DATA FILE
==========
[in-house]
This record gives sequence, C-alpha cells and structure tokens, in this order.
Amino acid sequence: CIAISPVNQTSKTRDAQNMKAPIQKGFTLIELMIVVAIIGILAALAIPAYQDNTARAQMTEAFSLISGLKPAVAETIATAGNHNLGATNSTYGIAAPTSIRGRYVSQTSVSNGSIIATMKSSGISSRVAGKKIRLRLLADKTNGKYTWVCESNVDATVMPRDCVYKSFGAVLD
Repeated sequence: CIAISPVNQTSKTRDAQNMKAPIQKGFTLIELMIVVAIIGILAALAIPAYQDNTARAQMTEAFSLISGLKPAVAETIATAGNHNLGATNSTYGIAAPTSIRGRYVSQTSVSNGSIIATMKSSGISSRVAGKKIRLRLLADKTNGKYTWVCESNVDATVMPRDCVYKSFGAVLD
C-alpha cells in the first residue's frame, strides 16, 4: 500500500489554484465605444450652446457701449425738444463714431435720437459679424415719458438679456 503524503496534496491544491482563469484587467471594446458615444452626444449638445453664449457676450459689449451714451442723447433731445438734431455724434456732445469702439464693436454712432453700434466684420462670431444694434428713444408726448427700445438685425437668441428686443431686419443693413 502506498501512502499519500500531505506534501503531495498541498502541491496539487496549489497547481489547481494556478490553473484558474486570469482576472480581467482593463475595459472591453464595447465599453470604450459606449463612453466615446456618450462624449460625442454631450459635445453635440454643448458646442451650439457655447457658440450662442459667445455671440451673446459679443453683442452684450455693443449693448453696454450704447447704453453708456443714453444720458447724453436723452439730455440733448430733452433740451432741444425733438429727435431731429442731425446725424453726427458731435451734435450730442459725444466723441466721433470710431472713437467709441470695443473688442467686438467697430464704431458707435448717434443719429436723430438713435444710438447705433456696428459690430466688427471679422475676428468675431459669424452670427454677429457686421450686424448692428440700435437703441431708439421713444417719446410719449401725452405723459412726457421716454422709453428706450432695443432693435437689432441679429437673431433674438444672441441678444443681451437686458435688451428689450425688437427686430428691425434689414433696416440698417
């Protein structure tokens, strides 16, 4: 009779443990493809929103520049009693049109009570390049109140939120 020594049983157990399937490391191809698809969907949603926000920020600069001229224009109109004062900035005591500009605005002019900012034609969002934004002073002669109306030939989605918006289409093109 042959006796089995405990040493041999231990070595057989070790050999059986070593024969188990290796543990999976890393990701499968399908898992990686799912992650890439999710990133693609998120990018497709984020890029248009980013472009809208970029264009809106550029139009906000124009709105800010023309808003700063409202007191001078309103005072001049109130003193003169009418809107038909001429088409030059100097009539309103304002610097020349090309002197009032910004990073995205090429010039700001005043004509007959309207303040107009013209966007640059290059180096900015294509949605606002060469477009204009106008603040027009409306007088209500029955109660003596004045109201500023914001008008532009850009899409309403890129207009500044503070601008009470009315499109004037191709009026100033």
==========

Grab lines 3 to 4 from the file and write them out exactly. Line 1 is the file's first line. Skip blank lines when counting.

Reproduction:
Amino acid sequence: CIAISPVNQTSKTRDAQNMKAPIQKGFTLIELMIVVAIIGILAALAIPAYQDNTARAQMTEAFSLISGLKPAVAETIATAGNHNLGATNSTYGIAAPTSIRGRYVSQTSVSNGSIIATMKSSGISSRVAGKKIRLRLLADKTNGKYTWVCESNVDATVMPRDCVYKSFGAVLD
Repeated sequence: CIAISPVNQTSKTRDAQNMKAPIQKGFTLIELMIVVAIIGILAALAIPAYQDNTARAQMTEAFSLISGLKPAVAETIATAGNHNLGATNSTYGIAAPTSIRGRYVSQTSVSNGSIIATMKSSGISSRVAGKKIRLRLLADKTNGKYTWVCESNVDATVMPRDCVYKSFGAVLD